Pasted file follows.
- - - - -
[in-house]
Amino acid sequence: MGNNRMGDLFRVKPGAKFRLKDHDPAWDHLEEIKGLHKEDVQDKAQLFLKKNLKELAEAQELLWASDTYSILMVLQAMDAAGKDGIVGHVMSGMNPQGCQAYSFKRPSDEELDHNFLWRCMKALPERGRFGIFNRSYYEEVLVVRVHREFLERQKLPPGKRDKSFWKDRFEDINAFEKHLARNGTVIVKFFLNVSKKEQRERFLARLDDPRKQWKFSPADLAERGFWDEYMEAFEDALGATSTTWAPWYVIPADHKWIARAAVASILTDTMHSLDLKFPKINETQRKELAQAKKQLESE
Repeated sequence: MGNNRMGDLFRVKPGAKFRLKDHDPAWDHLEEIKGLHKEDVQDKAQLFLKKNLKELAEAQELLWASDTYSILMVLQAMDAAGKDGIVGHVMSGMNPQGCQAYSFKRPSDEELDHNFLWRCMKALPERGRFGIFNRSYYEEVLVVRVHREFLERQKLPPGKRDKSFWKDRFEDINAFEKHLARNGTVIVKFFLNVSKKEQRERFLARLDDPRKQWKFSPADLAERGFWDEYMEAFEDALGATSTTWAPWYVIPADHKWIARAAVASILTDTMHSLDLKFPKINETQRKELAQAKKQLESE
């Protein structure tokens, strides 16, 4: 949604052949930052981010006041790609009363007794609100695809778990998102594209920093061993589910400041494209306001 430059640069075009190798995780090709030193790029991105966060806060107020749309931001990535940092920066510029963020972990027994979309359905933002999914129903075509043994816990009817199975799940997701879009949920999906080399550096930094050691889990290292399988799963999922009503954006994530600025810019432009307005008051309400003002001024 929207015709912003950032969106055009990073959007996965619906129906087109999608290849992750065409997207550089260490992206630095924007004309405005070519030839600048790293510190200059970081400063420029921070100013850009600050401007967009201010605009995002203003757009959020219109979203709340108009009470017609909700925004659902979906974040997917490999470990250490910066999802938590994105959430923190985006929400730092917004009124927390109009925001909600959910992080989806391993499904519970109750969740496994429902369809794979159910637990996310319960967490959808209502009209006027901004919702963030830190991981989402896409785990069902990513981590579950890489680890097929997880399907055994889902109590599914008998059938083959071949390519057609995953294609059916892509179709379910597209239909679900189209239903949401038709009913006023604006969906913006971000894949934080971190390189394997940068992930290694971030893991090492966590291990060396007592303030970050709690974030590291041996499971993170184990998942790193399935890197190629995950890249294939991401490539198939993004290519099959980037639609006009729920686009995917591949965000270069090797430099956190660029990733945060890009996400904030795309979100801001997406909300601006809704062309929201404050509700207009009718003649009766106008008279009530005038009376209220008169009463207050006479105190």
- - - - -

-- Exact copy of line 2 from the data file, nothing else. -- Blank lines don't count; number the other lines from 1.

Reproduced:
Amino acid sequence: MGNNRMGDLFRVKPGAKFRLKDHDPAWDHLEEIKGLHKEDVQDKAQLFLKKNLKELAEAQELLWASDTYSILMVLQAMDAAGKDGIVGHVMSGMNPQGCQAYSFKRPSDEELDHNFLWRCMKALPERGRFGIFNRSYYEEVLVVRVHREFLERQKLPPGKRDKSFWKDRFEDINAFEKHLARNGTVIVKFFLNVSKKEQRERFLARLDDPRKQWKFSPADLAERGFWDEYMEAFEDALGATSTTWAPWYVIPADHKWIARAAVASILTDTMHSLDLKFPKINETQRKELAQAKKQLESE